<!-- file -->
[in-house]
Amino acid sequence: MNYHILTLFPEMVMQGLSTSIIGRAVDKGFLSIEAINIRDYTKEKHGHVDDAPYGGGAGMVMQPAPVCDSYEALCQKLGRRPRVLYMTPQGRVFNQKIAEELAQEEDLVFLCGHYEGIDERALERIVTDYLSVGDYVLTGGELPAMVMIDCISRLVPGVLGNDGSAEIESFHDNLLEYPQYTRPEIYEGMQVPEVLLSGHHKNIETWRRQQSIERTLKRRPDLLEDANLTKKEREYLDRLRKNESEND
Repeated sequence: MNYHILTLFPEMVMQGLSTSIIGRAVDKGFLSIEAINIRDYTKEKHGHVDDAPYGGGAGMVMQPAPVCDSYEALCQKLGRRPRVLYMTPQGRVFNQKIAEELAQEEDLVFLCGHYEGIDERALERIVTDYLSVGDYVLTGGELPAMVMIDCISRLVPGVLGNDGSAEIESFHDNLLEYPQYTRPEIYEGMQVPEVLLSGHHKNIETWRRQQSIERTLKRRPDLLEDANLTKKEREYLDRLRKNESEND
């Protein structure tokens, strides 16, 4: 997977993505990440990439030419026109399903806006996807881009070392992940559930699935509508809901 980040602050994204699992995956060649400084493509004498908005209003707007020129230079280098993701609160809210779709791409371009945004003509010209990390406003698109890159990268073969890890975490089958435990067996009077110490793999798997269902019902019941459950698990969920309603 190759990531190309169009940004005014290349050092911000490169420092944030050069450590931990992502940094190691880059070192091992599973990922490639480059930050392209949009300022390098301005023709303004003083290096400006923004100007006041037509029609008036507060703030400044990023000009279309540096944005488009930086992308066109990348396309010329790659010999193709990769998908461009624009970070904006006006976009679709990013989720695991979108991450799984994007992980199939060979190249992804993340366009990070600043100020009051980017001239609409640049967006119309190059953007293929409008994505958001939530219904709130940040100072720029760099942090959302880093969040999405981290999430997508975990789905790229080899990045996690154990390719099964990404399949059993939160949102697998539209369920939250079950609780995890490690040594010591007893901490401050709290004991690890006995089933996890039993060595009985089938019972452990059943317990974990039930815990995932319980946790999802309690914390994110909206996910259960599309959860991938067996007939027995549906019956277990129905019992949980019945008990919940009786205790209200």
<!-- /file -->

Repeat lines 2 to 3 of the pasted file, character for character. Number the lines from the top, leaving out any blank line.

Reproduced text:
Amino acid sequence: MNYHILTLFPEMVMQGLSTSIIGRAVDKGFLSIEAINIRDYTKEKHGHVDDAPYGGGAGMVMQPAPVCDSYEALCQKLGRRPRVLYMTPQGRVFNQKIAEELAQEEDLVFLCGHYEGIDERALERIVTDYLSVGDYVLTGGELPAMVMIDCISRLVPGVLGNDGSAEIESFHDNLLEYPQYTRPEIYEGMQVPEVLLSGHHKNIETWRRQQSIERTLKRRPDLLEDANLTKKEREYLDRLRKNESEND
Repeated sequence: MNYHILTLFPEMVMQGLSTSIIGRAVDKGFLSIEAINIRDYTKEKHGHVDDAPYGGGAGMVMQPAPVCDSYEALCQKLGRRPRVLYMTPQGRVFNQKIAEELAQEEDLVFLCGHYEGIDERALERIVTDYLSVGDYVLTGGELPAMVMIDCISRLVPGVLGNDGSAEIESFHDNLLEYPQYTRPEIYEGMQVPEVLLSGHHKNIETWRRQQSIERTLKRRPDLLEDANLTKKEREYLDRLRKNESEND